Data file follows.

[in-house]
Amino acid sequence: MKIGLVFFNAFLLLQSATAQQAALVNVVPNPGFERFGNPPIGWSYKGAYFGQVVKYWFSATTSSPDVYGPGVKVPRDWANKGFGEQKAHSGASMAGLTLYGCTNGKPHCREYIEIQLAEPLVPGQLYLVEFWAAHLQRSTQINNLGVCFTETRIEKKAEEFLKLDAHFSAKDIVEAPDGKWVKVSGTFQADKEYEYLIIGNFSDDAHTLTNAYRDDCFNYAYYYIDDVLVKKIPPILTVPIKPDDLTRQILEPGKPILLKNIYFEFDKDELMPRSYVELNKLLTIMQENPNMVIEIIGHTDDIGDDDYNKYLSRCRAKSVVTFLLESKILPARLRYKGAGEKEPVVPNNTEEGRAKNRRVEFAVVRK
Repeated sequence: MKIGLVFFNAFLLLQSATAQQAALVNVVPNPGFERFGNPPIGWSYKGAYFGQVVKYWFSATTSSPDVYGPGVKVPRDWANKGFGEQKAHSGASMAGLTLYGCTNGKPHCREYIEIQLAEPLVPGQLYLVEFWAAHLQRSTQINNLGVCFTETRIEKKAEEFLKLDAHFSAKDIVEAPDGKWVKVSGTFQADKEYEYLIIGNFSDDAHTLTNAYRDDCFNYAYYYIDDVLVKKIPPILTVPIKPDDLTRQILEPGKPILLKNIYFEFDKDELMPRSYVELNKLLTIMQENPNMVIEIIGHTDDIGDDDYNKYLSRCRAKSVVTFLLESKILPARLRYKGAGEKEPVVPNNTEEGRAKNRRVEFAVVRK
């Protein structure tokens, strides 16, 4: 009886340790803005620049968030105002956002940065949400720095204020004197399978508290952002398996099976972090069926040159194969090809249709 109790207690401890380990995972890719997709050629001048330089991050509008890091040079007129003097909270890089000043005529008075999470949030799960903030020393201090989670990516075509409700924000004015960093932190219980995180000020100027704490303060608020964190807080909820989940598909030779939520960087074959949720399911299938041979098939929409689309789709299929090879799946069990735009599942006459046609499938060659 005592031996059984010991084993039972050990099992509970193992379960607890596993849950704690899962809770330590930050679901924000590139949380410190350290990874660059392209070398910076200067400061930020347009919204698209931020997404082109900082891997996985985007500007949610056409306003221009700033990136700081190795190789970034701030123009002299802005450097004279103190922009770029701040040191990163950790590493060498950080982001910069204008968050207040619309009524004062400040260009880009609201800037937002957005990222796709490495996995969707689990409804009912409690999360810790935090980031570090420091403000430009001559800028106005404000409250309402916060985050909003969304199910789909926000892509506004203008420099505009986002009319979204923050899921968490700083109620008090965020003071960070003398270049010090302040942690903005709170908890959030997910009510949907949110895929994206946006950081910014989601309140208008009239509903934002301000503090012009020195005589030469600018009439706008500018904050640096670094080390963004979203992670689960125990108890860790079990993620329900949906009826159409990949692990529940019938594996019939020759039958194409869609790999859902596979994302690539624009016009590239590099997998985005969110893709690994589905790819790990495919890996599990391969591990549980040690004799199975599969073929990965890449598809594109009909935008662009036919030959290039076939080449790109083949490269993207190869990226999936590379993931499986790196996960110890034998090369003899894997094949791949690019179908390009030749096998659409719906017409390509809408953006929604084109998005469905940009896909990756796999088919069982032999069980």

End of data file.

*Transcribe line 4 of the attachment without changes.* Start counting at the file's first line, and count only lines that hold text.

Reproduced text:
């Protein structure tokens, strides 16, 4: 009886340790803005620049968030105002956002940065949400720095204020004197399978508290952002398996099976972090069926040159194969090809249709 109790207690401890380990995972890719997709050629001048330089991050509008890091040079007129003097909270890089000043005529008075999470949030799960903030020393201090989670990516075509409700924000004015960093932190219980995180000020100027704490303060608020964190807080909820989940598909030779939520960087074959949720399911299938041979098939929409689309789709299929090879799946069990735009599942006459046609499938060659 005592031996059984010991084993039972050990099992509970193992379960607890596993849950704690899962809770330590930050679901924000590139949380410190350290990874660059392209070398910076200067400061930020347009919204698209931020997404082109900082891997996985985007500007949610056409306003221009700033990136700081190795190789970034701030123009002299802005450097004279103190922009770029701040040191990163950790590493060498950080982001910069204008968050207040619309009524004062400040260009880009609201800037937002957005990222796709490495996995969707689990409804009912409690999360810790935090980031570090420091403000430009001559800028106005404000409250309402916060985050909003969304199910789909926000892509506004203008420099505009986002009319979204923050899921968490700083109620008090965020003071960070003398270049010090302040942690903005709170908890959030997910009510949907949110895929994206946006950081910014989601309140208008009239509903934002301000503090012009020195005589030469600018009439706008500018904050640096670094080390963004979203992670689960125990108890860790079990993620329900949906009826159409990949692990529940019938594996019939020759039958194409869609790999859902596979994302690539624009016009590239590099997998985005969110893709690994589905790819790990495919890996599990391969591990549980040690004799199975599969073929990965890449598809594109009909935008662009036919030959290039076939080449790109083949490269993207190869990226999936590379993931499986790196996960110890034998090369003899894997094949791949690019179908390009030749096998659409719906017409390509809408953006929604084109998005469905940009896909990756796999088919069982032999069980």